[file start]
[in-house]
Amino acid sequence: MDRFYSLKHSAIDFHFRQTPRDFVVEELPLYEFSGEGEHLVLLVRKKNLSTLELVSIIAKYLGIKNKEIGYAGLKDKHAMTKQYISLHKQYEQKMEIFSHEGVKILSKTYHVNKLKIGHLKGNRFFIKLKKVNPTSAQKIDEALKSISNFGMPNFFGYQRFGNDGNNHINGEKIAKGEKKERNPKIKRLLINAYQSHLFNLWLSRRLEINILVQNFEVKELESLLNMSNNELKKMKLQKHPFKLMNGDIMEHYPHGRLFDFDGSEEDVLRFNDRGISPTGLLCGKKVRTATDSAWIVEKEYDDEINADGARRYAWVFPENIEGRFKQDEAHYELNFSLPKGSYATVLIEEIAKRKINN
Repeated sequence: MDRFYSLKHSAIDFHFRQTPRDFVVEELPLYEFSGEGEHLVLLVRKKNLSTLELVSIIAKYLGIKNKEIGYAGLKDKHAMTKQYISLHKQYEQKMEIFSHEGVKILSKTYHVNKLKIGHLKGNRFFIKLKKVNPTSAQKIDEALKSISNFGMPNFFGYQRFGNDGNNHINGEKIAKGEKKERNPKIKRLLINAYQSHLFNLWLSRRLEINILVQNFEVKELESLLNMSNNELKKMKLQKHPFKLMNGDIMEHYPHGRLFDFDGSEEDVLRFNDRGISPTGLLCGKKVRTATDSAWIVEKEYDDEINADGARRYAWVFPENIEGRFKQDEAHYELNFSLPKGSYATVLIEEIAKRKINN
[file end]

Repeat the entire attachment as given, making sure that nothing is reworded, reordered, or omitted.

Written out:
[in-house]
Amino acid sequence: MDRFYSLKHSAIDFHFRQTPRDFVVEELPLYEFSGEGEHLVLLVRKKNLSTLELVSIIAKYLGIKNKEIGYAGLKDKHAMTKQYISLHKQYEQKMEIFSHEGVKILSKTYHVNKLKIGHLKGNRFFIKLKKVNPTSAQKIDEALKSISNFGMPNFFGYQRFGNDGNNHINGEKIAKGEKKERNPKIKRLLINAYQSHLFNLWLSRRLEINILVQNFEVKELESLLNMSNNELKKMKLQKHPFKLMNGDIMEHYPHGRLFDFDGSEEDVLRFNDRGISPTGLLCGKKVRTATDSAWIVEKEYDDEINADGARRYAWVFPENIEGRFKQDEAHYELNFSLPKGSYATVLIEEIAKRKINN
Repeated sequence: MDRFYSLKHSAIDFHFRQTPRDFVVEELPLYEFSGEGEHLVLLVRKKNLSTLELVSIIAKYLGIKNKEIGYAGLKDKHAMTKQYISLHKQYEQKMEIFSHEGVKILSKTYHVNKLKIGHLKGNRFFIKLKKVNPTSAQKIDEALKSISNFGMPNFFGYQRFGNDGNNHINGEKIAKGEKKERNPKIKRLLINAYQSHLFNLWLSRRLEINILVQNFEVKELESLLNMSNNELKKMKLQKHPFKLMNGDIMEHYPHGRLFDFDGSEEDVLRFNDRGISPTGLLCGKKVRTATDSAWIVEKEYDDEINADGARRYAWVFPENIEGRFKQDEAHYELNFSLPKGSYATVLIEEIAKRKINN